ESPE Abstracts (2015) 84 P-2-360

Increasing Waist/Height Ratio and BMI Z-Score are Associated with Increased Comorbidities in Obese Youth, although Neither Accurately Identifies those with Abnormal Glucose Metabolism

Kung-Ting Kaoa,b, Erin Alexanderb,c, Brooke E Harcourta,b, Zoe McCalluma,c, Melissa Wakeb,c, George Wertherb,c & Matthew Sabinb,c

aDepartment of Paediatrics, University of Melbourne, Melbourne, Victoria, Australia; bMurdoch Childrens Research Institute, Victoria, Australia; cThe Royal Children’s Hospital Melbourne, Melbourne, Victoria, Australia

Background: At a population level, increasing age/sex corrected BMI Z-score (BMI-Z) is associated with increased risk of complications. It is unclear whether severity of obesity is a good predictor of comorbidities within groups of obese children. This knowledge is required to inform clinical management and pathways of care.

Objective and hypotheses: In obese youth, to identify whether 1 increasing BMI-Z+/− waist/height ratio(WHtR) is associated with more comorbidities, and two activity levels and/or dietary factors show associations with comorbidities.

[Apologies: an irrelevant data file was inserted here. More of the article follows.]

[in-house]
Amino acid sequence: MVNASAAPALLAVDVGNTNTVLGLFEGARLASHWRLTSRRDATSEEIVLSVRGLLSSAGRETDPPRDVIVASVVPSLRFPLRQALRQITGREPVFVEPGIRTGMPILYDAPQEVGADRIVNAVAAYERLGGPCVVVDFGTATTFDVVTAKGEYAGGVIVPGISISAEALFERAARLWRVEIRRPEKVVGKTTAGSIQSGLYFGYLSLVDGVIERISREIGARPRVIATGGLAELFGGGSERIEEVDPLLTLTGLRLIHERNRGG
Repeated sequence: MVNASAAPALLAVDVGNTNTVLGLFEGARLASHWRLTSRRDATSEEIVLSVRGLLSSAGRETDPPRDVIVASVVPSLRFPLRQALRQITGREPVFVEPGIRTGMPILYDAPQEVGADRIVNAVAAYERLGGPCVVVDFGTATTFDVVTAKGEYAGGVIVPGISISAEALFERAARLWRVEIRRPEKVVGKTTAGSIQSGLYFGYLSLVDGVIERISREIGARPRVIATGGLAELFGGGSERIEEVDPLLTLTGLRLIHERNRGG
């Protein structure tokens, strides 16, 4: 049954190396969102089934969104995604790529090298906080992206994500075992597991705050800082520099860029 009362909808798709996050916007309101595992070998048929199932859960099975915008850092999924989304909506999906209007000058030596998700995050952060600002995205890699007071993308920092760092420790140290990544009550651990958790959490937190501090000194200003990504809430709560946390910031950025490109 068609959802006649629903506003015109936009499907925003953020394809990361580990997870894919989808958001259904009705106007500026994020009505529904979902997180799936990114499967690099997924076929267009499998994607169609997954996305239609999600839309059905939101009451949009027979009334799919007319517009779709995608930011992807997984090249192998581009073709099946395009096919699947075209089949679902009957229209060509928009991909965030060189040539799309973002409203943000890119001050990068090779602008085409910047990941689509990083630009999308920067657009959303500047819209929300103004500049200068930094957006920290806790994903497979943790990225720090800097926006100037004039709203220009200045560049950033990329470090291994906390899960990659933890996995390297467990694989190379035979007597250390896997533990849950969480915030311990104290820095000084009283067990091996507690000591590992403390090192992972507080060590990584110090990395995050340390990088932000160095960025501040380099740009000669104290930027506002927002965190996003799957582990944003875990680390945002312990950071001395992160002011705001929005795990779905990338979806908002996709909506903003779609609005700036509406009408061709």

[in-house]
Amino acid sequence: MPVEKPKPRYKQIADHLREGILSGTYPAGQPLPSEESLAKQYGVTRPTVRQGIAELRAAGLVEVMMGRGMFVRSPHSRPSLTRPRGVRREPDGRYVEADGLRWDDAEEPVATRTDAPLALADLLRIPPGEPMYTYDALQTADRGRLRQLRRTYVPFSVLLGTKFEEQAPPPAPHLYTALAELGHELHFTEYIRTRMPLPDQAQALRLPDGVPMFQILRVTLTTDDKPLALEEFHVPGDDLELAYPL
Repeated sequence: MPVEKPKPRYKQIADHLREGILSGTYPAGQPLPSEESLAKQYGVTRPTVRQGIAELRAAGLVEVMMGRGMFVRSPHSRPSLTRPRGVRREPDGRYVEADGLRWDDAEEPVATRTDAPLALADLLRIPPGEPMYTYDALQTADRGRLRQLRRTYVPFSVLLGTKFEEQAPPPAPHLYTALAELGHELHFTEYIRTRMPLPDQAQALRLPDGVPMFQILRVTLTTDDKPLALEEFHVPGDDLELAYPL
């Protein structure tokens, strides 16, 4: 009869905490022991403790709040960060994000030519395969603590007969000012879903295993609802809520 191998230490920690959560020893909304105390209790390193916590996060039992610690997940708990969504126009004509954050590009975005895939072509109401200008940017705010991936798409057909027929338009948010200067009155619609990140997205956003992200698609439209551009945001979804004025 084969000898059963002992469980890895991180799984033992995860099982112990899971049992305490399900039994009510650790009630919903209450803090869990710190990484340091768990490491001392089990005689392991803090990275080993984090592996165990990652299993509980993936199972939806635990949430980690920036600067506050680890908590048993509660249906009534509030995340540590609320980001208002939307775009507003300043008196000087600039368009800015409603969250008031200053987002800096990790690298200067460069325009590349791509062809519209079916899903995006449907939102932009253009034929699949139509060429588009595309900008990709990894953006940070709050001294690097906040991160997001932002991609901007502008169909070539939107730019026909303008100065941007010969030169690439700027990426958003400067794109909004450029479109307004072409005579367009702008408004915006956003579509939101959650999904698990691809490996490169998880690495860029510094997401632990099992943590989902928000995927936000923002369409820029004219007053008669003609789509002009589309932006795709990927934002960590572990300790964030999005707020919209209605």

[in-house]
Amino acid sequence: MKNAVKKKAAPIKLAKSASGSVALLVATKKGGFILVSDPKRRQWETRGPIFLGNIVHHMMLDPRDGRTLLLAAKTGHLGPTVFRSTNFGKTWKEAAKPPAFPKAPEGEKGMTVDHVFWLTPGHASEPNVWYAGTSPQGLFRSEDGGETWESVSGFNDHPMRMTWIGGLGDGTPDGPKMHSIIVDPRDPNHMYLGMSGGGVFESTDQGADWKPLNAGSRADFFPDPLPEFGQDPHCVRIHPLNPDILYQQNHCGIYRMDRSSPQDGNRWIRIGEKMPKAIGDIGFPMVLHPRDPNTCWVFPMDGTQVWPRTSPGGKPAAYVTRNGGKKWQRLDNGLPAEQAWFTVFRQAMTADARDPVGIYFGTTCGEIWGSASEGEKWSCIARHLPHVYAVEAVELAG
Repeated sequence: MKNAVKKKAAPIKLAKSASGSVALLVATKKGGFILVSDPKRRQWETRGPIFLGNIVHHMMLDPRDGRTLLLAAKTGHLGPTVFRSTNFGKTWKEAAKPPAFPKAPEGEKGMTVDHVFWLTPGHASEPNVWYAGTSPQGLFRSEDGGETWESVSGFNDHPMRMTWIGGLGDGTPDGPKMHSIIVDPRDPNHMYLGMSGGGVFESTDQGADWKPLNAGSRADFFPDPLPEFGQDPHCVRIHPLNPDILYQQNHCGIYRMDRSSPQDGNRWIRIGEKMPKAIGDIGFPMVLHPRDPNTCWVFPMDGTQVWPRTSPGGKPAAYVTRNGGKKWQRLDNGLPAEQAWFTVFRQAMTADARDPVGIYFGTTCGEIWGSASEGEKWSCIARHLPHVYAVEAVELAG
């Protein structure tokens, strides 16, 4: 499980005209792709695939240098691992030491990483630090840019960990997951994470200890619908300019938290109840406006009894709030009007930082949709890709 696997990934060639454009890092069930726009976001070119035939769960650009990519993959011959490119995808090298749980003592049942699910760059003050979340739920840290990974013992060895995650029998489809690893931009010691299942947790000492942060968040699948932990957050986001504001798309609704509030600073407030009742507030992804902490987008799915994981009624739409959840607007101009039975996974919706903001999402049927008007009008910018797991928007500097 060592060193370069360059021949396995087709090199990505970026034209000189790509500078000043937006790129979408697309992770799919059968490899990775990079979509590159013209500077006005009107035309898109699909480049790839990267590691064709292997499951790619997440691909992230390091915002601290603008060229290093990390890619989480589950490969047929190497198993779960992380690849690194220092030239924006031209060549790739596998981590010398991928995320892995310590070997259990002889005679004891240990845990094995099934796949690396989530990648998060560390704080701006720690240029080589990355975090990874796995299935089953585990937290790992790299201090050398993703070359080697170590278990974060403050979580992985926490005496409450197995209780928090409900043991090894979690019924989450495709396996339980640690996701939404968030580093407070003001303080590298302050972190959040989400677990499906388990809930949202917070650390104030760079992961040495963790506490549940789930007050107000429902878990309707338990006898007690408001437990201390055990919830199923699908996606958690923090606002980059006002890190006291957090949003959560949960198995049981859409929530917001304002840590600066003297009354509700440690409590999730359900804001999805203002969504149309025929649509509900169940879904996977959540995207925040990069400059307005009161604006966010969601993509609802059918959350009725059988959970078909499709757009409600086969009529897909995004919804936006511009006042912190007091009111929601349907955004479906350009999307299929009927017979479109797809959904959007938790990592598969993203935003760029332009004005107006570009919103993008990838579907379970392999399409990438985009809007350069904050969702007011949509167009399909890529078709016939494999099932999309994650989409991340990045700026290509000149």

Method: Anthropometric and comorbidity data were collected from obese paediatric patients attending the weight management service at The Royal Children’s Hospital (Melbourne). Activity level (Actical accelerometry) and dietary consumption (Australian Food Frequency Questionnaire) data were additionally collected. Statistical analysis was performed using χ2, one-way ANOVA, Pearson’s correlation tests and linear regression as appropriate.

Results: There were no significant differences in cohort demographics (n=349, male; 169, age; 10.6(±3.6) years, BMI-Z; 2.46(±0.46). Comorbidities were common in the cohort: hypertension (50%), IGT (38%), non-alcoholic fatty liver disease (NAFLD, 32.9%), hyperlipidaemia (23.9%), obstructive sleep apnoea (OSA, 22.3%), polycystic ovarian syndrome (14.4%), mental health disorders (11.4%), type 2 diabetes (3.6%), eating disorders (1.4%) and neurological complications (0.3%). Both increased WHtR and BMI-Z were associated with comorbidities, with WHtR being the better predictor (P<0.01). Neither was associated with IGT, fasting glucose or 2-h glucose. Lower daily vitamin C and higher vitamin A and retinol consumption were also significantly associated with comorbidities, while reduced activity levels showed no association.

Conclusion: WHtR better associates with comorbidities than BMI-Z in an obese paediatric population, but neither predicts the presence of abnormal glucose metabolism. Alterations in dietary micronutrient consumption may be an important association for the development of comorbidities in this group of patients.